In the spirit of celebrating the awesomeness and complexity of women, I have created a quick, go-to, glance-at, pin-on-your-wall, manifesto/self-care reminder to nurture our hearts:

Why women are so complex 1

 

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Go Easy On Yourself and Breathe, My Friend.

Go Easy On Yourself and Breathe, My Friend

“Breathe, my friend.
You are not old, you are young.
You are not a mess, you are normal.
Extraordinary, perhaps.
In the blink of an eye your life will change.
And it will continue to change for decades to come.
Enjoy it. Embrace it…Be grateful for the ride.
You are not old, you are young.
And faith will get you everywhere.
Just you wait”.

Hmmmmm these words. So very soothing. 

Like a gentle balm on sunburnt shoulders after a long day in the sun.
That first cup of coffee in the morning when you are woolly-headed and can’t quite wrap your brain around what lies ahead for the day.
Jumping into a cool shower and wetting your hair, immersing yourself in the rush of the water, blocking out the world – just for a moment.

This is how I feel when I read this lovely quote. As though I have been given permission to breathe in the busyness and frantic spaces that is our world.
I am as young as I feel, not middle-aged, as my son politely informed me the other day.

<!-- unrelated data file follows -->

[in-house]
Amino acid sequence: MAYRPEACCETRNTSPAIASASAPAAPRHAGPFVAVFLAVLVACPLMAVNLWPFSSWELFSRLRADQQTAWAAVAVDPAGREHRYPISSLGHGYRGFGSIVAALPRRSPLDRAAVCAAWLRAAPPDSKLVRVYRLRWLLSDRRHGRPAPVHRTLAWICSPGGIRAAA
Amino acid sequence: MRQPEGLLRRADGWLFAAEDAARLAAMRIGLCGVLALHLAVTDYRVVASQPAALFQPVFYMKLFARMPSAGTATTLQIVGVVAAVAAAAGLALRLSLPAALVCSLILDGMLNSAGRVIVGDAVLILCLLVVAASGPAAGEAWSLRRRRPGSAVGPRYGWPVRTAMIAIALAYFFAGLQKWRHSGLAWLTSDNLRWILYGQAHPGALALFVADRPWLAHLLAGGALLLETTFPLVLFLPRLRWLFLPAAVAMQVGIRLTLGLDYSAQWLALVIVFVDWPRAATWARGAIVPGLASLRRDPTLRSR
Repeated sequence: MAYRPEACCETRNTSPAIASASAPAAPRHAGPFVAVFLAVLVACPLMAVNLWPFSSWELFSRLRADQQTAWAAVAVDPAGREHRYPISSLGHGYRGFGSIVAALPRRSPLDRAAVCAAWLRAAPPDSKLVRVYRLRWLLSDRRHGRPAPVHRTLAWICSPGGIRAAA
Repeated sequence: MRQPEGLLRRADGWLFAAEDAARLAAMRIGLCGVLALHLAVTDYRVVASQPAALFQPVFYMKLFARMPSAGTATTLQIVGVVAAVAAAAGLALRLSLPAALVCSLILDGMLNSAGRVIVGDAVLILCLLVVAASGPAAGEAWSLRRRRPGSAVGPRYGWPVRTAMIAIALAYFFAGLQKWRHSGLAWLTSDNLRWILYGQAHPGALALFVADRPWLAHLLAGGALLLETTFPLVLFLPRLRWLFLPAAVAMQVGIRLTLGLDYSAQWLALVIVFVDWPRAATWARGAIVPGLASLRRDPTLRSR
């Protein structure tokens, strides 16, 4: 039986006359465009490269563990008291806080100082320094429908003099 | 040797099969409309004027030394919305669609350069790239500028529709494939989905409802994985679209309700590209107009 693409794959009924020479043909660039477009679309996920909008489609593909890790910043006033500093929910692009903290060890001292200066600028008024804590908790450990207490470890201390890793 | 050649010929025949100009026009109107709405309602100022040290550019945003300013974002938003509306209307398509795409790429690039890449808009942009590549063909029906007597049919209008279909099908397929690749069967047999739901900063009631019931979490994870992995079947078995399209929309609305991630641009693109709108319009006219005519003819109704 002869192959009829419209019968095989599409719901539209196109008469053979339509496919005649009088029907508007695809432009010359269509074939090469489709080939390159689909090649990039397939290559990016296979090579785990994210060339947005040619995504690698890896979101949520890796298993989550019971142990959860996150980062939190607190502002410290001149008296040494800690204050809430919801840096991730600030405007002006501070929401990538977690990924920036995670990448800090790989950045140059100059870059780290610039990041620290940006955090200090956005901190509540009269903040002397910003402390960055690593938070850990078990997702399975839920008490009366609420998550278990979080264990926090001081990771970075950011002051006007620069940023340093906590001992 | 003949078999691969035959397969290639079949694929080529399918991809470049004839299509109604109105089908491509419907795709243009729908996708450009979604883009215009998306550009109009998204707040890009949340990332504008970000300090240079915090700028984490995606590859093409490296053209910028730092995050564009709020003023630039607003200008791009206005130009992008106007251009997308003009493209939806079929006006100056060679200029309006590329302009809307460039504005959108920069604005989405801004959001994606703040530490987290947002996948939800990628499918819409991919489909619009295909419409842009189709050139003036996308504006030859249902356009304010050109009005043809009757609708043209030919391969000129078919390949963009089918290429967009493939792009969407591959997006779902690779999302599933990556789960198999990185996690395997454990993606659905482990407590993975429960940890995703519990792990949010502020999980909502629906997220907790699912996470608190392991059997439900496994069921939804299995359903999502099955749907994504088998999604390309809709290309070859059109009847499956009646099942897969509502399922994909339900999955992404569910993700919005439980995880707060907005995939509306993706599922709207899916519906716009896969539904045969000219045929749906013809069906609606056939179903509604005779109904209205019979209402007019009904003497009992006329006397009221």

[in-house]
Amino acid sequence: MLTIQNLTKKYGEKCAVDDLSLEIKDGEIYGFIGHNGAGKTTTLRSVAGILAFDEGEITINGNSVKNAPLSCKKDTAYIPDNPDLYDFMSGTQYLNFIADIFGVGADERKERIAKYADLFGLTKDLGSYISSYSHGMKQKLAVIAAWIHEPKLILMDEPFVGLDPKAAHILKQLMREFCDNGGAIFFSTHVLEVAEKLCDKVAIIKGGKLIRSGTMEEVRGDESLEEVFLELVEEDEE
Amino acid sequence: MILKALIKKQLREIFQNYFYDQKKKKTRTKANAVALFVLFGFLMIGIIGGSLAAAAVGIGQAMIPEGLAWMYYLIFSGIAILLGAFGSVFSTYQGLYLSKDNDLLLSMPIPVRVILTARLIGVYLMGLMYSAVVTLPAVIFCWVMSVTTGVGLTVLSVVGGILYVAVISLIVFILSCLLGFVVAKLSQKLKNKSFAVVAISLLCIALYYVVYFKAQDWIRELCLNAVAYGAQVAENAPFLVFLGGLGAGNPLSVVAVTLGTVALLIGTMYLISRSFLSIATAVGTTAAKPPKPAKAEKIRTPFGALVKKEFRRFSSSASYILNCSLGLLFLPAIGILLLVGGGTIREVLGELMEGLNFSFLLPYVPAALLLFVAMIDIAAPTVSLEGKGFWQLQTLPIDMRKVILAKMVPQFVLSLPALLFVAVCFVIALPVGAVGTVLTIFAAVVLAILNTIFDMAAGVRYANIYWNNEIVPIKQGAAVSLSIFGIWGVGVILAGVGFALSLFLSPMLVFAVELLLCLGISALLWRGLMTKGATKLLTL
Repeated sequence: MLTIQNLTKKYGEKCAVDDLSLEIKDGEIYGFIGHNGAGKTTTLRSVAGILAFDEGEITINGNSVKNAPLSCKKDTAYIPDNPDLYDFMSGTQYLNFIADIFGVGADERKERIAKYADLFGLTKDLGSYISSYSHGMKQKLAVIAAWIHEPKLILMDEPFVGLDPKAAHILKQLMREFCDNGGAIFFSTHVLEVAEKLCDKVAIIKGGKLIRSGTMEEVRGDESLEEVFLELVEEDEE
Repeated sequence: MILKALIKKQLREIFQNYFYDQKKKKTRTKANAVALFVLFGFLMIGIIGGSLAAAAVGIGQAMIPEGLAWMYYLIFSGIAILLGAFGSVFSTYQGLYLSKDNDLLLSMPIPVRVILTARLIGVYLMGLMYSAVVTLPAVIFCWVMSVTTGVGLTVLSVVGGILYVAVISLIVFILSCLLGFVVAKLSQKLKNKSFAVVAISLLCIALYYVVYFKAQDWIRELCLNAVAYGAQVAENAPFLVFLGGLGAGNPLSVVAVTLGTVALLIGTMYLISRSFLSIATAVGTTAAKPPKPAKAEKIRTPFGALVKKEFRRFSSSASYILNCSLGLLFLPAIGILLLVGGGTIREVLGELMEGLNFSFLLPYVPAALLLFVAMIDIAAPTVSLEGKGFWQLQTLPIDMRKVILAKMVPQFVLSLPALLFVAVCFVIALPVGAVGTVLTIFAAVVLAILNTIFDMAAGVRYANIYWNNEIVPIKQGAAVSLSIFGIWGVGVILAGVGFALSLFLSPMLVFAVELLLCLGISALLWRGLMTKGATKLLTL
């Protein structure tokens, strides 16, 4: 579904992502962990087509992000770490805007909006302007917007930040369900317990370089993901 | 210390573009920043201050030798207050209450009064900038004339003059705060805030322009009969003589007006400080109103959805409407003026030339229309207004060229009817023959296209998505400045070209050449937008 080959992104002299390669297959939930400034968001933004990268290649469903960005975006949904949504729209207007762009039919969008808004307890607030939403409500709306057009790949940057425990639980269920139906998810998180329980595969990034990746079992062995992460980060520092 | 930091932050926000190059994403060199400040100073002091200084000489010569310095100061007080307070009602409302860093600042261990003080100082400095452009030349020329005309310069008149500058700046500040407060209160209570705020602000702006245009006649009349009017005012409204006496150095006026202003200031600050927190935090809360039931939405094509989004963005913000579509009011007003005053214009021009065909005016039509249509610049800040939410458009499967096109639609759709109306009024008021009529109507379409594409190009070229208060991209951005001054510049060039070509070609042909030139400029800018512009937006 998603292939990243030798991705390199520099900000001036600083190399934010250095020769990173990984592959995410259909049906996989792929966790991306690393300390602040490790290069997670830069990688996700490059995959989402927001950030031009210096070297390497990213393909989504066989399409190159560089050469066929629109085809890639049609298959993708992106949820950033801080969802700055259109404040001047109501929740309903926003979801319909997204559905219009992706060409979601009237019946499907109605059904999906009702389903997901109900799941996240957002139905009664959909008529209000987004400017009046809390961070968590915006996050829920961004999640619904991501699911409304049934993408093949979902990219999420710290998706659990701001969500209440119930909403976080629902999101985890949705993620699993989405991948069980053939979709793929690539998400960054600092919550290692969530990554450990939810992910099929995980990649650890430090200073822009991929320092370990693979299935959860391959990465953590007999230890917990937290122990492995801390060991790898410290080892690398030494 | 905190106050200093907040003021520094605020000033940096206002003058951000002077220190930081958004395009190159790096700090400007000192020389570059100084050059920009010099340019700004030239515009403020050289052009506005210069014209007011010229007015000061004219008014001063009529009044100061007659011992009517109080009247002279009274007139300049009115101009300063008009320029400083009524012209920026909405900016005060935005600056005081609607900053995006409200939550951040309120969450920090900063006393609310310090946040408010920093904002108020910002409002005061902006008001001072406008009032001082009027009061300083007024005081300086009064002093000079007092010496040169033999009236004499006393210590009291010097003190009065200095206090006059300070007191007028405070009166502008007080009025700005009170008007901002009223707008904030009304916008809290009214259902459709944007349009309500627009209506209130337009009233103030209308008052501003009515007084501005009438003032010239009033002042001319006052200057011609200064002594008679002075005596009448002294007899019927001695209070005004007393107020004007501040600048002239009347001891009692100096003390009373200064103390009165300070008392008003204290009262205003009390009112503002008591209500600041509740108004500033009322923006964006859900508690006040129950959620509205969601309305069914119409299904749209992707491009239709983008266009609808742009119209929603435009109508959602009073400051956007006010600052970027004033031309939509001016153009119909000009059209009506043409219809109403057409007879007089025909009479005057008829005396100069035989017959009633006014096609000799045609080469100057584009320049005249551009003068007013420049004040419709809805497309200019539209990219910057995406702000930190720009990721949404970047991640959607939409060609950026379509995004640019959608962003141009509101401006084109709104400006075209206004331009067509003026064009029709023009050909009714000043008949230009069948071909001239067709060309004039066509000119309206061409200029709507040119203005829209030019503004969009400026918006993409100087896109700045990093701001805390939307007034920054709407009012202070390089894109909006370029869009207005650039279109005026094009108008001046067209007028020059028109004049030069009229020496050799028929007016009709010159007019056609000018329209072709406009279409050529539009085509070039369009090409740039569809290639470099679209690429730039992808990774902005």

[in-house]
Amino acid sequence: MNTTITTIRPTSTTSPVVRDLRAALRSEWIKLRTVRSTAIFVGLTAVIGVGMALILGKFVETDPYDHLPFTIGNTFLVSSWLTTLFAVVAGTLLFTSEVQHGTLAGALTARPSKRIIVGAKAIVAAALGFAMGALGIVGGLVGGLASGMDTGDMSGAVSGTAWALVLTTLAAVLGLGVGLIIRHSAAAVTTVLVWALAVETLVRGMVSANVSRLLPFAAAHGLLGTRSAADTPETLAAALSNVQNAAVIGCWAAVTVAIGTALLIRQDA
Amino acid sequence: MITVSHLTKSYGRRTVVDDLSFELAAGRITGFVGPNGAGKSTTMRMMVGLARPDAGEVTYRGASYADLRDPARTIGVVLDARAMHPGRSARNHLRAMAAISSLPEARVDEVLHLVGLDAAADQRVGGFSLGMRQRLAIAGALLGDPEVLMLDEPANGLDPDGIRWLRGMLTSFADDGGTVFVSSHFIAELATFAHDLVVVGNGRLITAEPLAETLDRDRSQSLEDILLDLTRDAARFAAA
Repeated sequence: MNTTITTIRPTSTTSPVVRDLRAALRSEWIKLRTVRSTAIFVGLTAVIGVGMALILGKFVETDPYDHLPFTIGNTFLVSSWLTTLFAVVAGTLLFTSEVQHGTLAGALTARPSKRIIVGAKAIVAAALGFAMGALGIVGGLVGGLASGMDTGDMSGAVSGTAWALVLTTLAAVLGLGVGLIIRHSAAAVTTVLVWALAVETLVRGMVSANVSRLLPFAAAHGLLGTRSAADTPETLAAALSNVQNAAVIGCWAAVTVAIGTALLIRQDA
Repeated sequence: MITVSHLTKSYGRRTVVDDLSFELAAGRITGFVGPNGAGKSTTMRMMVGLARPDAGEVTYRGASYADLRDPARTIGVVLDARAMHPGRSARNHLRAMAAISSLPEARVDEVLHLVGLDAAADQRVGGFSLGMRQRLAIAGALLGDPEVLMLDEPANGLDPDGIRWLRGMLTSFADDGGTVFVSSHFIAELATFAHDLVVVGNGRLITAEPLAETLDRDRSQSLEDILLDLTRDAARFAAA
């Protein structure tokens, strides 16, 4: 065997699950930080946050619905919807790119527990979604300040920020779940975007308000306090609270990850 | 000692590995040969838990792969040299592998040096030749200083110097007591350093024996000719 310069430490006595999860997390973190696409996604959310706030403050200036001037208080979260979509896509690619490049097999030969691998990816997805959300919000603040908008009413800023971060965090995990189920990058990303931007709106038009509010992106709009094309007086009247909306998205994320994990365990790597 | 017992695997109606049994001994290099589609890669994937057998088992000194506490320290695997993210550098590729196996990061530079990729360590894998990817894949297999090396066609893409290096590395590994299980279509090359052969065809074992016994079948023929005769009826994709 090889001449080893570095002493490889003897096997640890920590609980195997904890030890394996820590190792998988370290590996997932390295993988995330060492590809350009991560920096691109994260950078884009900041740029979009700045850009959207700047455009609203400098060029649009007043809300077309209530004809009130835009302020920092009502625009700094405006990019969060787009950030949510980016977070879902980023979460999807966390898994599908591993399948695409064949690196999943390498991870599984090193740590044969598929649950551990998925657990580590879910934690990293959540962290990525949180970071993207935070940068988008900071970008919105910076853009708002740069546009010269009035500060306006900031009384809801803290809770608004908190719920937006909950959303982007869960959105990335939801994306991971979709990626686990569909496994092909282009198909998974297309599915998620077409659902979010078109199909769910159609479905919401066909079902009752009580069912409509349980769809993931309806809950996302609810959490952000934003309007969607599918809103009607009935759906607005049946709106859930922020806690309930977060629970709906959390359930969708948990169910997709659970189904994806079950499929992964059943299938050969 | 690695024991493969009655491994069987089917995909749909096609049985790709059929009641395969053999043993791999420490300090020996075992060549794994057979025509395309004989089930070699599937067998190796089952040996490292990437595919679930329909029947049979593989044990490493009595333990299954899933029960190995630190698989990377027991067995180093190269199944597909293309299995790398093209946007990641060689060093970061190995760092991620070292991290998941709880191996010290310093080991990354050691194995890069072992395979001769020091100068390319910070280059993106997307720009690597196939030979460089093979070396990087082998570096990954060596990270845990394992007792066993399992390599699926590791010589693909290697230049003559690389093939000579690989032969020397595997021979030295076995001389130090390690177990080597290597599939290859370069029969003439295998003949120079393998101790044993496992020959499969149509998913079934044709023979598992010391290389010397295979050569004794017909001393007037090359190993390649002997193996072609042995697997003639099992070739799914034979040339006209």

There will be some days that I barely feel as though I have left my teenage years and yet others – I will feel every bit the 44 years I have lived on this earth.
My bones will ache and my movements labour.
And that is ok.

I am not a mess. I am a beautiful creation. One worthy of kindness and love and mercy.
Some days I will feel like I have smashed the day like a boss and excelled every single time, with every single thing. Other times I will fail.
My house will be a mess, my clothes crumpled and I will feel incapable of caring for myself, let alone others.
And that is ok.

There will be times that I feel utterly, extraordinary and precious. I will see my gifting’s and thank the Father for making me a perfect creation in His eyes.
I will create and nurture and show gentleness, compassion and tenderness.
Yet again, I can be scratchy and overtly sensitive and critical. I can be so quick to condemn. Yelling at a slow driver, clicking my tongue when someone is being difficult, quick to judge and even quicker to be unkind.
And I swear a lot in my head. Some days.